In the center of the hollow square, the leader calls out "32A" and 100 or more singers—men, women and children—shuffle through their songbooks. Like a sudden gale, they burst into song: "Ashamed of Jesus? Sooner far/Let evening blush to own a star." The volume is turned all the way up, as if God might be a little hard of hearing; the pace of the majestic hymn is breakneck, as if God's patience were exhaustible. In the white-clapboard Holly Springs Primitive Baptist Church, deep in the Georgia piney backwoods, these singers are ardently upholding one of the oldest, purest musical traditions in America—Sacred Harp singing.
Sacred Harp singers have nothing to do with harps beyond the archaic use of the word to denote the voice of man as an instrument to praise God. As such, they are the prime expression of an indigenous American music that has lived since the eighteenth century. Combining adaptations of Biblical texts with secular tunes and sung without accompaniment, this music developed in reaction to the Puritans' emphasis on spoken gospel. For accessibility, it employed the venerable "fasola" musical system in which the only notations used are fa, sol and la (with an occasional mi) and the notes are shaped as triangles, squares and circles for easy reading. Even today, each song is first sung through with the substitution of fa, sol and la for the words of the hymn.
The established churches, which liked instruments and sweet sounds, rejected this raw form of musical communion. Slowly, "fasola" singing retreated into the rural South, where books of the hymns kept it alive: "Southern Harmony," "Social Harp," "Kentucky Harmony."
Grown: Easily the most popular is the "Original Sacred Harp," which, to many singers, ranks in importance just after the Bible. Sacred Harp has not only survived but, since 1935, grown. Hugh McGraw heads the company that publishes the hymnal: "I sell books to 44 states and seven foreign countries," he says. "I sell five books to California for every one in Alabama and Georgia. They had 500 people in Lexington, Mass., in October." Still, it's a long way from the great 1867 convention in Paulding County in Georgia that drew 8,000. "They drawed the well dry four times that day," says McGraw.
The big Establishment parishes want no part of such affairs, but the fundamentalist Primitive Baptist sect, which meets once a month, allows its empty churches to be used for the sings. During the recent day-long sing in Holly Springs, different singers got up to lead, choosing their favorite hymns. What was heard was an unrefined, even strident singout; this is singing for the singers, not the audience. Said McGraw: "If the bass can get its lowest tone without grunting and the trebles can hit their high notes without screaming, it's OK."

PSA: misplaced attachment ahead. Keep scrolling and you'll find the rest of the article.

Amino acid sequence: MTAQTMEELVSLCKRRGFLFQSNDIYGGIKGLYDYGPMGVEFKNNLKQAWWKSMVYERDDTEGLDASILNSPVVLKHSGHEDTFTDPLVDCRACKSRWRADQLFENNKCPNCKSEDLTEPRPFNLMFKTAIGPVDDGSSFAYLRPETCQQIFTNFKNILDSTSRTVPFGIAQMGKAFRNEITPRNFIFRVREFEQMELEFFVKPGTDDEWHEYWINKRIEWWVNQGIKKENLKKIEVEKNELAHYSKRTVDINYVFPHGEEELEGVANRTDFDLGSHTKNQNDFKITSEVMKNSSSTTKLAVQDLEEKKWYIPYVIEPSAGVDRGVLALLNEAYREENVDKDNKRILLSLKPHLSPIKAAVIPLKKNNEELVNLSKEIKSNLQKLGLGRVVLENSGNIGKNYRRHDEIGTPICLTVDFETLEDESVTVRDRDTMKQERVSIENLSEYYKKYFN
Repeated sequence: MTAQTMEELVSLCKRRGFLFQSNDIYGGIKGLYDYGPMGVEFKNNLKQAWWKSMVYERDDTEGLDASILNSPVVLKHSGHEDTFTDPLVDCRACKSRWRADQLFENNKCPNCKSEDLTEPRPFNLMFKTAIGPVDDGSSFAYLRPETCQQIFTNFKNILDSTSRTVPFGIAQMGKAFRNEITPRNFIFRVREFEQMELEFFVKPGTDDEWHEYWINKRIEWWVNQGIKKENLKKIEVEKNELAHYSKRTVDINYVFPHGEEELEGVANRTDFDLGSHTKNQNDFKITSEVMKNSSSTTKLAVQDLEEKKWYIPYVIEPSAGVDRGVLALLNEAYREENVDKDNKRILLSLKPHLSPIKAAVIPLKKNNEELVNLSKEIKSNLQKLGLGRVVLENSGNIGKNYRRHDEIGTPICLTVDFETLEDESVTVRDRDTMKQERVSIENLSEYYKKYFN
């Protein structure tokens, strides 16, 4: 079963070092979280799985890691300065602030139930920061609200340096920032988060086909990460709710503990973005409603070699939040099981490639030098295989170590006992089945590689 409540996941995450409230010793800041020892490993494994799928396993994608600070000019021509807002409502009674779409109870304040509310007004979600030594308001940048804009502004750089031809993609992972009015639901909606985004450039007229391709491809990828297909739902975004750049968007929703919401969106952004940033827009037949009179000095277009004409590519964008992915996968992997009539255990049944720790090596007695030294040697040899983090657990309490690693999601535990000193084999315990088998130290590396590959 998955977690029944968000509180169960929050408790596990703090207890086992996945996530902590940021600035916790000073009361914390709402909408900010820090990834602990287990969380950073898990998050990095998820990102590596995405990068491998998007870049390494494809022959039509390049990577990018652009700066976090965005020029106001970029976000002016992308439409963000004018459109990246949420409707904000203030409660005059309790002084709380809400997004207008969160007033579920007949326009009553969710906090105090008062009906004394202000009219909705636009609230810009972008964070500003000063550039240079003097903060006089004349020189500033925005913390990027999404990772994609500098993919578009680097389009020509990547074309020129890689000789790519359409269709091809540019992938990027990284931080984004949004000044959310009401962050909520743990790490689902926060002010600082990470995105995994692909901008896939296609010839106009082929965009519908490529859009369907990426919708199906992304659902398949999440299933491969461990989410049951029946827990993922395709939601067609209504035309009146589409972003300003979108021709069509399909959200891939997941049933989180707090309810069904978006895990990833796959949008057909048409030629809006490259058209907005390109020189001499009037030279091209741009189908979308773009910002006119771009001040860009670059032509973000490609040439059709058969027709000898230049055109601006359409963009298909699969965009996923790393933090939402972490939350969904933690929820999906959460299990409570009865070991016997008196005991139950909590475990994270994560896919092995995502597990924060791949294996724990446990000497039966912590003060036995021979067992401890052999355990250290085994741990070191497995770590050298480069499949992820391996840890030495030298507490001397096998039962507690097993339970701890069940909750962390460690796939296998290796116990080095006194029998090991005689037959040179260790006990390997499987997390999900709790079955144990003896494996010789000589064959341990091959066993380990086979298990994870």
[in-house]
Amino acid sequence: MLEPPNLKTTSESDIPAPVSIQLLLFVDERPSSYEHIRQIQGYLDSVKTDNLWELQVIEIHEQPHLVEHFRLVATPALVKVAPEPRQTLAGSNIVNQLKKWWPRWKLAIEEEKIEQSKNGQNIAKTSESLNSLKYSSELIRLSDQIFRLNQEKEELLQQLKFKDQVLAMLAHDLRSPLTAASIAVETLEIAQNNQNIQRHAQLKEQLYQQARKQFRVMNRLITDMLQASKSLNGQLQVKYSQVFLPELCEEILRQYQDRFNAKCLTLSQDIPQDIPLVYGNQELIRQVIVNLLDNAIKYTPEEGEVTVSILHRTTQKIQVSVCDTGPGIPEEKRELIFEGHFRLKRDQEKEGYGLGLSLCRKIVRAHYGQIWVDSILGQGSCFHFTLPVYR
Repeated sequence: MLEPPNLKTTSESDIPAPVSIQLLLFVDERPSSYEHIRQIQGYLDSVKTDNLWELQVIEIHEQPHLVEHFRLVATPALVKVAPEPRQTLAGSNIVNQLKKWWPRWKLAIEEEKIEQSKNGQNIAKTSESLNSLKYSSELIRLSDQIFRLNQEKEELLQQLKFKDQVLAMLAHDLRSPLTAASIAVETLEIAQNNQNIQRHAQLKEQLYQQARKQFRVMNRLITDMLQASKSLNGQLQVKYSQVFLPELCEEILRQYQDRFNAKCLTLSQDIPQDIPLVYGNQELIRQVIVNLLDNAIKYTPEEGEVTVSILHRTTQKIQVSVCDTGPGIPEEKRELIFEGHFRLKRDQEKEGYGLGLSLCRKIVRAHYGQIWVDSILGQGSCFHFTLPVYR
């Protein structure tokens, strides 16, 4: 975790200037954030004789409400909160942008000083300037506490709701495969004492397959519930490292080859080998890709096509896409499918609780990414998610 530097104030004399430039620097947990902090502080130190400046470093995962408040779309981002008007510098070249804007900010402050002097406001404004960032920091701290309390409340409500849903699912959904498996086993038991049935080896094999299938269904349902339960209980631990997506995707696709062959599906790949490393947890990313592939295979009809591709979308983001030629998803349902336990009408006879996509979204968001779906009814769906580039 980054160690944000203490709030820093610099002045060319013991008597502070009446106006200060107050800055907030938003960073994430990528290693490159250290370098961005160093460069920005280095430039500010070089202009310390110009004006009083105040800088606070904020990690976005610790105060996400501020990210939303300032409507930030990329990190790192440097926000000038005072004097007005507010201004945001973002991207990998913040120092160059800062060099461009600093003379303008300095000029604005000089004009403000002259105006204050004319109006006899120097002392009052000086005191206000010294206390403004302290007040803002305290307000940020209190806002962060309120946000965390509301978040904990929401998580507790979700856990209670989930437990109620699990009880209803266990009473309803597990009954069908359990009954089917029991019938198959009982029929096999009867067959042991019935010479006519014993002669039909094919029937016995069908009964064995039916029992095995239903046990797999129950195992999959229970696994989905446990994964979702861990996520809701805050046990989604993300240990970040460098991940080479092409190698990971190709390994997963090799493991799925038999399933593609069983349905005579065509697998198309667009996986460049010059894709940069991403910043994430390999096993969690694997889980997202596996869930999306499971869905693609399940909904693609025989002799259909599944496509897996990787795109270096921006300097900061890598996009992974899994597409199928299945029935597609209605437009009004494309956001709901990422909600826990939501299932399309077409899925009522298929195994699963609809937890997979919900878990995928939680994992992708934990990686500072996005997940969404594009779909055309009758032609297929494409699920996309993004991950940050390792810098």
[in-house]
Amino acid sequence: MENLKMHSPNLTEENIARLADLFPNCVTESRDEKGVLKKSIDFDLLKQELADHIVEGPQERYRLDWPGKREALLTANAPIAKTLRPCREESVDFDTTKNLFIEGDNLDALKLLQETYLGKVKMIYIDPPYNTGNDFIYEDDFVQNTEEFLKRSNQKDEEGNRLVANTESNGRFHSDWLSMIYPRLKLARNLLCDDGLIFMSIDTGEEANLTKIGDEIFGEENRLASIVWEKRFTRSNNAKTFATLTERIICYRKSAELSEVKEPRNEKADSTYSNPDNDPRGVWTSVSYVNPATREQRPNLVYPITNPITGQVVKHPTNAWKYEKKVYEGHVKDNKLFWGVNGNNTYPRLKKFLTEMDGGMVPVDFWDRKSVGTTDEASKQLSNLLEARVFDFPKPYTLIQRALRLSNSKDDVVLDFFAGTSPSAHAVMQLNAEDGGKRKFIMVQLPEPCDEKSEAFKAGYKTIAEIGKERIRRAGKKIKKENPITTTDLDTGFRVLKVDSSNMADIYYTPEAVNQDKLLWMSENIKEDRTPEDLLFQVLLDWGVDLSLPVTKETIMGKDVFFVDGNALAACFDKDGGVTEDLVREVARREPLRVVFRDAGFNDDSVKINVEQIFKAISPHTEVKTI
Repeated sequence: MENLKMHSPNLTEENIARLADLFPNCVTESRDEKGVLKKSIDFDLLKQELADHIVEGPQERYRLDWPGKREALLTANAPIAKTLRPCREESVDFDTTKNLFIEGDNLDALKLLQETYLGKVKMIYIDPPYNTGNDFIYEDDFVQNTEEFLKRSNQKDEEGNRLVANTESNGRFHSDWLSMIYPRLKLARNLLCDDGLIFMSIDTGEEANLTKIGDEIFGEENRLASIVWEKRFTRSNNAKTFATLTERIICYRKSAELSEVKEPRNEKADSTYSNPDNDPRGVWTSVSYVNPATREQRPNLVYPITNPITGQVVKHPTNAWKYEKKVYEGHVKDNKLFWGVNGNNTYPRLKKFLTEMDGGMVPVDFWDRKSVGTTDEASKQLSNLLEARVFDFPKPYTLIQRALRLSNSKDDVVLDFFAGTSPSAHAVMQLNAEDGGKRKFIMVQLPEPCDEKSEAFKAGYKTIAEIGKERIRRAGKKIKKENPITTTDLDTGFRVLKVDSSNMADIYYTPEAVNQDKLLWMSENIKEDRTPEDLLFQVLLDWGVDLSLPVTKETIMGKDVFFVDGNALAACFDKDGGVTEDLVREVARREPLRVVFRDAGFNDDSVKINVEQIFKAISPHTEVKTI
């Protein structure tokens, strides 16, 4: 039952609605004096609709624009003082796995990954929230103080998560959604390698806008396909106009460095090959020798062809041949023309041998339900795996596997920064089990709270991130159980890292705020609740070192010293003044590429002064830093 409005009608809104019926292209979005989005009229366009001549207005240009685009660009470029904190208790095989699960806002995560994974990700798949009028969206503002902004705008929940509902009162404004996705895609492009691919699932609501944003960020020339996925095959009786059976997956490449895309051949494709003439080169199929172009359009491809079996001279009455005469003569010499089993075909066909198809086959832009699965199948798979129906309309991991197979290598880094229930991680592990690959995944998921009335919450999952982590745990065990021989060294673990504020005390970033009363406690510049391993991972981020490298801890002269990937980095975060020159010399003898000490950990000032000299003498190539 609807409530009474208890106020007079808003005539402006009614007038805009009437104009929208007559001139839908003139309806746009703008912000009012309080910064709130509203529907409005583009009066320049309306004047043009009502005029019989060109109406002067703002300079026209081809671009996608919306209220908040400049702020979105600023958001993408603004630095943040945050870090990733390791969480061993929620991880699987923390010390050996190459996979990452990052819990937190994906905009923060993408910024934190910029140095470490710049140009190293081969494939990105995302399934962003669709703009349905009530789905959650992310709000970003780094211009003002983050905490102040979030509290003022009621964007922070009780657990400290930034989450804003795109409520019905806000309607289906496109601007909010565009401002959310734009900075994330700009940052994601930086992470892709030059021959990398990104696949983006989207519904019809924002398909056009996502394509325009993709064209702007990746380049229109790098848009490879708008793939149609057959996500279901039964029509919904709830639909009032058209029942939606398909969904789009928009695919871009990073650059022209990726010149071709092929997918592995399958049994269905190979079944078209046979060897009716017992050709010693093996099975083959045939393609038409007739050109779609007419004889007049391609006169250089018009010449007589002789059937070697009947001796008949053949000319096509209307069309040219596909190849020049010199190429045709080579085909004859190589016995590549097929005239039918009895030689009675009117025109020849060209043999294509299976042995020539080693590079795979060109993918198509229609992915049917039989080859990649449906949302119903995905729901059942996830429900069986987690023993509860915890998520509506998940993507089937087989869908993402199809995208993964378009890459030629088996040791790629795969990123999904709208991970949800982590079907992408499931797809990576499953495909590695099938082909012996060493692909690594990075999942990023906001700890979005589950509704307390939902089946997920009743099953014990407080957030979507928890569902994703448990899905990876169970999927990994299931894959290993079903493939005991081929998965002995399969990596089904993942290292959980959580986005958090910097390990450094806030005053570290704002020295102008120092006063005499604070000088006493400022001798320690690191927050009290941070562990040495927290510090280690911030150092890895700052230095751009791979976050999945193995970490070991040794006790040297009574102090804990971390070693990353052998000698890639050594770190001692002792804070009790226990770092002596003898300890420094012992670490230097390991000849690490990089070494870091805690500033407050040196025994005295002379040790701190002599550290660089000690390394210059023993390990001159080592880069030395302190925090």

There was no mistaking the outpouring of spiritual faith as the singing proceeded with the relentlessness of a crusade. But the day was also laced with humor: "You'll note a small odor," McGraw informed the group at one point. "Don't worry about it, it ain't your neighbor. It's a cotton poison they put out here about fifteen years ago, and they never got rid of the smell."
'Weeping Eyes': Even more important than the tunes were the words, which are called "the poetry" or the "lesson." No. 172, "Harmony," reads: "To him who shaped your finer mould,/Who tipped your glittering wings with gold." The popular No. 114, Isaac Watts's "Saint's Delight," goes: "When I can read my title clear to mansions in the skies,/I'll bid farewell to every fear and wipe my weeping eyes." No. 105, "Jewett," is only one of many Sacred Harp songs whose popularity has spread beyond the "fasola" songbooks; its famous opening goes: "Amazing Grace, how sweet the sound!/That saved a wretch like me!"
At noon, the Holly Springers stopped to devour a country feast to which housewives seemed to have contributed their best fried chicken and a hymnology of pies. On the social scale they ranged from college professors to farmers. "I go to church," said Mae Seymour, of Bessemer, Ala., "but singing is my real church." "At these singings," said Carl Hughes, "there ain't no little I's and big you's. When we sing together, we're like a bunch of brothers." And so they are. "We get Southern Baptist, Methodist, even a lot of Catholics," said McGraw. "You might even find some hypocrites here."
Newsweek, November 20, 1978, pp. 108-9.
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